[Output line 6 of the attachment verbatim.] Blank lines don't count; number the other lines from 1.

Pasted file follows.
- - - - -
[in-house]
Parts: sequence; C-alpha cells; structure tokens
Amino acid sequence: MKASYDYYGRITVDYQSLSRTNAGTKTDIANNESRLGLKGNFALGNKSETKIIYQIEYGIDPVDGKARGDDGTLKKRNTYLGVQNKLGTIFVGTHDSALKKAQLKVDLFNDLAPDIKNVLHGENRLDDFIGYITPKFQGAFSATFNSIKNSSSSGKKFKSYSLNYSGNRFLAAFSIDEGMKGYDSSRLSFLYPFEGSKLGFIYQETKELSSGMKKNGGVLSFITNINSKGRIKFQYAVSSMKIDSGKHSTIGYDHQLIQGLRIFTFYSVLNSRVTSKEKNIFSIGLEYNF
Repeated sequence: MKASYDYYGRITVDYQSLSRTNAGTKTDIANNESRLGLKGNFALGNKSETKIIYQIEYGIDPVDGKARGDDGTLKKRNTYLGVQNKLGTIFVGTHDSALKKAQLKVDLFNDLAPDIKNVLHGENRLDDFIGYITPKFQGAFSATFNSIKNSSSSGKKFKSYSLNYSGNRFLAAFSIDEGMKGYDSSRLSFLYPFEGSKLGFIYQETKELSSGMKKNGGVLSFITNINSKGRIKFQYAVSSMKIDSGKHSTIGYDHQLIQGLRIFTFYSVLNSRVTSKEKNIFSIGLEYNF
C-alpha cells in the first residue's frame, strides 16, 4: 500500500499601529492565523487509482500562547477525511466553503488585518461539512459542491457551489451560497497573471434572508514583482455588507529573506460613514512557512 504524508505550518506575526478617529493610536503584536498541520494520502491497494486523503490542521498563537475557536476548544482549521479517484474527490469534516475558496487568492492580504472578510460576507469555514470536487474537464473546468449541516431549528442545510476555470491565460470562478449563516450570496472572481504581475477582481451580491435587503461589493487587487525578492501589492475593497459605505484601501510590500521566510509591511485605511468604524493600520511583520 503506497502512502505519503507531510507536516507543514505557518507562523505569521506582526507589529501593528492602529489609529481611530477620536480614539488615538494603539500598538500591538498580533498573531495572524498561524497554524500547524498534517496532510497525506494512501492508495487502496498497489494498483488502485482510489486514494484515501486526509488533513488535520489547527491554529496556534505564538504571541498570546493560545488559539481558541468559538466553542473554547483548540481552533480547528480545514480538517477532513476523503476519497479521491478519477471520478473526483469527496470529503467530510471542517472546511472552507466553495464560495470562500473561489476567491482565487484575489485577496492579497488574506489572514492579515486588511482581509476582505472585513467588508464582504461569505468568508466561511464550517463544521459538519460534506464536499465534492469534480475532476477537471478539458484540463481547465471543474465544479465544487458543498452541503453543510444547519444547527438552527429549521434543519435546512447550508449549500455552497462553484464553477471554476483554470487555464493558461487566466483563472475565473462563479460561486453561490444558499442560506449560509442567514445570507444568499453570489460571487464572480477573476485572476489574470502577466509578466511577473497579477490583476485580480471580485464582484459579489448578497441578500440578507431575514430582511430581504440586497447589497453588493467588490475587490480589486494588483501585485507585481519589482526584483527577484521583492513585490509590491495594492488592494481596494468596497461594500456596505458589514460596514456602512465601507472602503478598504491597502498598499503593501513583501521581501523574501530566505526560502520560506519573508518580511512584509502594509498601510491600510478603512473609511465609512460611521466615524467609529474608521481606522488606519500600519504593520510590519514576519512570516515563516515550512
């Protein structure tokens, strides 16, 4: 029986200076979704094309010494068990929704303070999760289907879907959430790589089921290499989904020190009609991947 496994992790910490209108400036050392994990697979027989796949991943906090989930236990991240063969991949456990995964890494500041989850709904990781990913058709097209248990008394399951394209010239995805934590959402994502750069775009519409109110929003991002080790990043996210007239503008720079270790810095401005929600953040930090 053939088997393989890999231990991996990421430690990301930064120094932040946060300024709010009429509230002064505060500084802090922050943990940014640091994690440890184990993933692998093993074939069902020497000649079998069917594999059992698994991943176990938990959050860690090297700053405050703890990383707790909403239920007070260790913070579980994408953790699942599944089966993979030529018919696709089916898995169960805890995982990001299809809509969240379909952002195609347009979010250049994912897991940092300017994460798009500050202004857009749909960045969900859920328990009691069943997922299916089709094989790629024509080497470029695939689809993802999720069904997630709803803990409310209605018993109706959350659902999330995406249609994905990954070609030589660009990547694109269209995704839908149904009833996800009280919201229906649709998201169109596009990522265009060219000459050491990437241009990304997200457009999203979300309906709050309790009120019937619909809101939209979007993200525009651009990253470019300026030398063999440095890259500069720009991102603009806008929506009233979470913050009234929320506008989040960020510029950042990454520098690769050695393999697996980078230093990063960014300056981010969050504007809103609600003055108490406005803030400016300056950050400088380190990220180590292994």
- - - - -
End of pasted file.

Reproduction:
């Protein structure tokens, strides 16, 4: 029986200076979704094309010494068990929704303070999760289907879907959430790589089921290499989904020190009609991947 496994992790910490209108400036050392994990697979027989796949991943906090989930236990991240063969991949456990995964890494500041989850709904990781990913058709097209248990008394399951394209010239995805934590959402994502750069775009519409109110929003991002080790990043996210007239503008720079270790810095401005929600953040930090 053939088997393989890999231990991996990421430690990301930064120094932040946060300024709010009429509230002064505060500084802090922050943990940014640091994690440890184990993933692998093993074939069902020497000649079998069917594999059992698994991943176990938990959050860690090297700053405050703890990383707790909403239920007070260790913070579980994408953790699942599944089966993979030529018919696709089916898995169960805890995982990001299809809509969240379909952002195609347009979010250049994912897991940092300017994460798009500050202004857009749909960045969900859920328990009691069943997922299916089709094989790629024509080497470029695939689809993802999720069904997630709803803990409310209605018993109706959350659902999330995406249609994905990954070609030589660009990547694109269209995704839908149904009833996800009280919201229906649709998201169109596009990522265009060219000459050491990437241009990304997200457009999203979300309906709050309790009120019937619909809101939209979007993200525009651009990253470019300026030398063999440095890259500069720009991102603009806008929506009233979470913050009234929320506008989040960020510029950042990454520098690769050695393999697996980078230093990063960014300056981010969050504007809103609600003055108490406005803030400016300056950050400088380190990220180590292994």